Lawrence city commissioners granted a garage in Lawrence a stay of execution Tuesday night.
Under city zoning laws, the attached garage of a home built this summer at 305 Sharon Dr. sticks out five and a half feet too far into the front yard.
The garage's owner faced the possibilty of tearing it down or detaching it from the house and moving it toward the back of the property.
Three of the five commissioners voted at Tuesday's meeting to schedule a public hearing on the possibility of freeing some city land to accommodate the zoning requirement.
"I don't think the public good will be served by making him cut five feet off his garage," Commissioner Bob Schulte said.
The decision came after more than an hour of debate over the consequences of overturning a recent Lawrence Board of Zoning Appeals decision on the garage.
WES MATTHEWS, builder and owner of the home, noticed the error once other builders began constructing homes on the block and brought it to the attention of the BZA.
He asked the BZA to exempt him from the zoning rule or change the setbacks laws to accommodate his mistake. BZA members put their collective foot down.
Board members were frustrated with the increasing number of appeals they have received recently for after-the-fact building boo-boos, said David Guntert, city planner and staff representative to the BZA.
One of Matthew's remaining options was to ask the city commission to waive the city's right to an area in front of his house, an action called "vacating right of way."
That would allow Matthews to extend his property line a few feet, putting the required distance between his garage and property line.
Commissioners said they sympathized with Matthews.
"I PERSONALLY don't want to tear five feet off your garage," Mayor Bob Walters said.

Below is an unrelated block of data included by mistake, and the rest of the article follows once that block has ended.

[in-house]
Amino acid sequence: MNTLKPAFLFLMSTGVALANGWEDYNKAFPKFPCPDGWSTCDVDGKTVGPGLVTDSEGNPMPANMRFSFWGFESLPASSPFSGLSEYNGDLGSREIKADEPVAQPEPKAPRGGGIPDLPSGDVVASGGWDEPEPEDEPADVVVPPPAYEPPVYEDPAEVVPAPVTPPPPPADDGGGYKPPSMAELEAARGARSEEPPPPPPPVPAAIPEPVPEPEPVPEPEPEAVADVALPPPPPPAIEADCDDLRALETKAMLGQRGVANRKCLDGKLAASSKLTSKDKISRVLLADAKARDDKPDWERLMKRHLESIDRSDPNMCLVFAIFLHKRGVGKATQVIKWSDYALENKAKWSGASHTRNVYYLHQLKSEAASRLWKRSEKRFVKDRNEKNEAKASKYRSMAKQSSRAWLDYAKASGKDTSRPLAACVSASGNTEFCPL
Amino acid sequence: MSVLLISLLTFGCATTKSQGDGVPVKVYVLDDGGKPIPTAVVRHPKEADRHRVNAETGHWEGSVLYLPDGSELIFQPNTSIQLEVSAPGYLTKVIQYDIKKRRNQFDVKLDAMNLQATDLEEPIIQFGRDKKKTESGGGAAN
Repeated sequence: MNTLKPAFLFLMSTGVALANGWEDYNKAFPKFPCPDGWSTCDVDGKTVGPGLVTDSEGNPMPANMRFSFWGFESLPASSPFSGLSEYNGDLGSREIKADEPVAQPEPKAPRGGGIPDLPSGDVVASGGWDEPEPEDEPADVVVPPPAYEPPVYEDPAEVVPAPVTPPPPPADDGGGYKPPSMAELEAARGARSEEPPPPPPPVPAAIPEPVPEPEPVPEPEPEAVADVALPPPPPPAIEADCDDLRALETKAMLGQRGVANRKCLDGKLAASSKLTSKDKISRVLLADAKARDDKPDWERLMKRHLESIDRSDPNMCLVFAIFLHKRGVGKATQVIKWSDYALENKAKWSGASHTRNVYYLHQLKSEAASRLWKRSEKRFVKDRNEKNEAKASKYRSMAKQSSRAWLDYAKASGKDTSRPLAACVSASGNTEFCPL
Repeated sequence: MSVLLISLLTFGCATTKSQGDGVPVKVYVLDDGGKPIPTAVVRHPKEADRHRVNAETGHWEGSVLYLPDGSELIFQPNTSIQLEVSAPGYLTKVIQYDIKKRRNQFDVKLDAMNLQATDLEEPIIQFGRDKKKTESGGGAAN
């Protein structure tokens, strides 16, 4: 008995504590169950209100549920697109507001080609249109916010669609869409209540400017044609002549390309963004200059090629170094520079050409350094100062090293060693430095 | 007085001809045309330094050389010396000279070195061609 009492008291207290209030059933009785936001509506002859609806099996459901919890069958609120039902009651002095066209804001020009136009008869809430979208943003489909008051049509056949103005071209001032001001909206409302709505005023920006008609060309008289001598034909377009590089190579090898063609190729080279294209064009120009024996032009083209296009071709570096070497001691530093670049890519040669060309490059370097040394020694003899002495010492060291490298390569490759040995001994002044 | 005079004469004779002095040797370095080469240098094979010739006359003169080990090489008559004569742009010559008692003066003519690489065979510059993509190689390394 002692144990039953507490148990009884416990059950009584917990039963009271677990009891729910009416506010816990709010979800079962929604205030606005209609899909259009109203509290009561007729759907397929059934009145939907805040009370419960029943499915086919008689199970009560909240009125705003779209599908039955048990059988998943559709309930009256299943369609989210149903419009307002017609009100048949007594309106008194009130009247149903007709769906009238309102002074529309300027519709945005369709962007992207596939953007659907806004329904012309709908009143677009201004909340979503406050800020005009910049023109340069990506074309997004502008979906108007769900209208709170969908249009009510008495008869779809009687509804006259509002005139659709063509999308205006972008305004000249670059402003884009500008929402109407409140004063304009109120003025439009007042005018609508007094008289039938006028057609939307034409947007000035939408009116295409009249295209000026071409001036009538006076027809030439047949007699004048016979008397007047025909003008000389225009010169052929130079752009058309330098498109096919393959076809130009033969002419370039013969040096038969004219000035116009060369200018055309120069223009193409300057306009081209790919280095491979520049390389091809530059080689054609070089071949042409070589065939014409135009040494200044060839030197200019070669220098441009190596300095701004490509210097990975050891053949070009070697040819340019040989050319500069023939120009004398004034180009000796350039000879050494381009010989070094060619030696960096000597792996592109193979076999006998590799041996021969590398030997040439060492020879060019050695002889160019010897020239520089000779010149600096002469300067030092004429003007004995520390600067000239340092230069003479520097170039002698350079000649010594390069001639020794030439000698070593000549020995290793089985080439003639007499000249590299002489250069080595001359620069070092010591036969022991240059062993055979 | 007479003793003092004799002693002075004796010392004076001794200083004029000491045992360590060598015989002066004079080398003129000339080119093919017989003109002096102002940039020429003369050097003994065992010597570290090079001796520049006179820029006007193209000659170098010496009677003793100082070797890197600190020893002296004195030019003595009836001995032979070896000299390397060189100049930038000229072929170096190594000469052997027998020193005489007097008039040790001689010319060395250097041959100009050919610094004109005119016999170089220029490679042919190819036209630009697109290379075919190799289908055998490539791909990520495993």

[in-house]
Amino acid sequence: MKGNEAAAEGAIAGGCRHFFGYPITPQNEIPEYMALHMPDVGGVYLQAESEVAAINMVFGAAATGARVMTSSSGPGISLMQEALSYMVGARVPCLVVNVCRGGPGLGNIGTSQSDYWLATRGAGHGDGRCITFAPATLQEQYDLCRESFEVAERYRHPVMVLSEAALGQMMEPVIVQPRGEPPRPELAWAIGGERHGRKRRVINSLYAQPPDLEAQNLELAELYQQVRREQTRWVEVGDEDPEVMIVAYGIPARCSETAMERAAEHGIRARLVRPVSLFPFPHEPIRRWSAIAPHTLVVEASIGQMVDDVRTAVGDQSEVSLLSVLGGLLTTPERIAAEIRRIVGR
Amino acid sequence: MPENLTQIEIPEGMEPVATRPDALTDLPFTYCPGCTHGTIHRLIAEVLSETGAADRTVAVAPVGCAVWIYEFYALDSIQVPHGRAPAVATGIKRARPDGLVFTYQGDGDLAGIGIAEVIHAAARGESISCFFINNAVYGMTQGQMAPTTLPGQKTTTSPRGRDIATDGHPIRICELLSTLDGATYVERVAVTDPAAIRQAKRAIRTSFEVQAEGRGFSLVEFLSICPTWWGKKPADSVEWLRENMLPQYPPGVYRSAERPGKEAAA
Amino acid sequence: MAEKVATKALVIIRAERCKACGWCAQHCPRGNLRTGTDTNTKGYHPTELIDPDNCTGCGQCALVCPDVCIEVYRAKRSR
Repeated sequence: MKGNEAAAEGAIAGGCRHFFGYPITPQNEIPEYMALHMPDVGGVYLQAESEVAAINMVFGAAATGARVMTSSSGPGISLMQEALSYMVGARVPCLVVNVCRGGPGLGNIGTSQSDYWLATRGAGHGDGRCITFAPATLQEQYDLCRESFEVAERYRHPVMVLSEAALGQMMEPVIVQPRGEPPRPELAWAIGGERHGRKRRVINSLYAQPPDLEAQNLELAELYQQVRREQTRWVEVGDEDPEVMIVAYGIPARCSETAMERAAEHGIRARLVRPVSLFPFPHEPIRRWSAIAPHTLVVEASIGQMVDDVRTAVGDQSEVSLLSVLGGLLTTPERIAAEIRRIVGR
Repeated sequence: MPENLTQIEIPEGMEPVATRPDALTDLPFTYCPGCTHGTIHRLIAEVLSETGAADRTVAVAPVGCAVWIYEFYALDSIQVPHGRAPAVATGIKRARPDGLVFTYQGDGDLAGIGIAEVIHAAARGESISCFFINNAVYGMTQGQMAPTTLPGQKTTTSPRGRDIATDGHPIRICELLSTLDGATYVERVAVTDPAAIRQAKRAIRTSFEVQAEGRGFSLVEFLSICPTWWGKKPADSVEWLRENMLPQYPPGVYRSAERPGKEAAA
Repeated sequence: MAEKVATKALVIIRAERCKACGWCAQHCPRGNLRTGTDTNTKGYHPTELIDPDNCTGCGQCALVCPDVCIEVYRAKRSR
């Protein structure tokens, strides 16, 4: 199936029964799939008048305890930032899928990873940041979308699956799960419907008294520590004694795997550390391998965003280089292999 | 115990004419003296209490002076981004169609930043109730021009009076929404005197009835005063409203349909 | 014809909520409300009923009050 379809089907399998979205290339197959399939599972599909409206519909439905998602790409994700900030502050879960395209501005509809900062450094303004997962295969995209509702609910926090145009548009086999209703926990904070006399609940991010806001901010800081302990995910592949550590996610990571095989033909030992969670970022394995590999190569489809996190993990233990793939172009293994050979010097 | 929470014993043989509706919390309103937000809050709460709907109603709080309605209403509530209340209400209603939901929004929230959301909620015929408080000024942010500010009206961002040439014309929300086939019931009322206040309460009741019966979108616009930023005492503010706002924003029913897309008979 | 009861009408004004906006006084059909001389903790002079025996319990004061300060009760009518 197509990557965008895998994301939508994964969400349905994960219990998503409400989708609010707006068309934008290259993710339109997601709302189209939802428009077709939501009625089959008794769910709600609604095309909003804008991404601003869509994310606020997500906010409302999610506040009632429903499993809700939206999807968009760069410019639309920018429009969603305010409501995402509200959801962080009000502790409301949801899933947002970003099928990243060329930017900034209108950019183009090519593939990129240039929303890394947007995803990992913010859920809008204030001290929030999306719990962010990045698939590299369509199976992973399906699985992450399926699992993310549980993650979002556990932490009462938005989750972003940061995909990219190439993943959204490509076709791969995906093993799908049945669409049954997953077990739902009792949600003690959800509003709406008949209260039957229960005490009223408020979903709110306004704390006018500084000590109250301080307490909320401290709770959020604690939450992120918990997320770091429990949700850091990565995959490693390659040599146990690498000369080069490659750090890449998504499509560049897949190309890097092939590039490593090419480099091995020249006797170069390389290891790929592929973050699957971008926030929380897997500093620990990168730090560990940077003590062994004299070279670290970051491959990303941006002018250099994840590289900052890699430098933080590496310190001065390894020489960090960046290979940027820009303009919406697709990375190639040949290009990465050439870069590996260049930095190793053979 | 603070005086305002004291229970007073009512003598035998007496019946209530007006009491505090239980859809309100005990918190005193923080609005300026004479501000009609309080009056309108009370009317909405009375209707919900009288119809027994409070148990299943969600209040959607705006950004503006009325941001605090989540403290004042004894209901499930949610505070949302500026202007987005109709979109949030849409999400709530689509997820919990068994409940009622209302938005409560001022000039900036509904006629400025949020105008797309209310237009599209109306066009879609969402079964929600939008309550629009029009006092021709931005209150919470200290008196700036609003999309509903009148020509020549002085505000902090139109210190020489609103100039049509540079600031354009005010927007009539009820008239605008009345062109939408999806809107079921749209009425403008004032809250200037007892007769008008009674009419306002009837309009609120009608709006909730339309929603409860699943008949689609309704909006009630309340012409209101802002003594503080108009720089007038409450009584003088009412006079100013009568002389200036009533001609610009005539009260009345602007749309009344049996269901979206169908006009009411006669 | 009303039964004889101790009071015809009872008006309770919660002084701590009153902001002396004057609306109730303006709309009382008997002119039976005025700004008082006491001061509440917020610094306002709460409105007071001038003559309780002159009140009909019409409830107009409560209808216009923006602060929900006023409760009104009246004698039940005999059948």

However, they were also leery of creating a precedent for bailing out builders who make similar mistakes or ignoring the intent of a BZA decision.
"What are you doing to the integrity of the BZA by approving the request?" Commissioner Bob Schumm asked. "This is an override of what the BZA is set up to do."
Schumm moved that the commission deny Matthews' request for vacation of right of way. Commissioner John Nalbandian voted with Schumm. Schumm's motion was defeated when Walters, Schulte and Commissioner Shirley Martin-Smith voted against it.
Martin-Smith then moved that the city move toward approving the vacation by scheduling a public hearing to consider it further. The motion passed with the approval of Walters and Schulte.
The commission then voted unanimously to direct the city staff to recommend alterations in zoning laws that would help the city avoid similar problems in the future.
That could include more requirements on builders, architects and engineers before they are granted a building permit. The BZA also has recommended a fine to act as a deterrent of $1,000 per foot for any portion of a structure that requires a variance.
"My interpretation of the BZA's action in this case is a cry for help to fix this problem," Schulte said.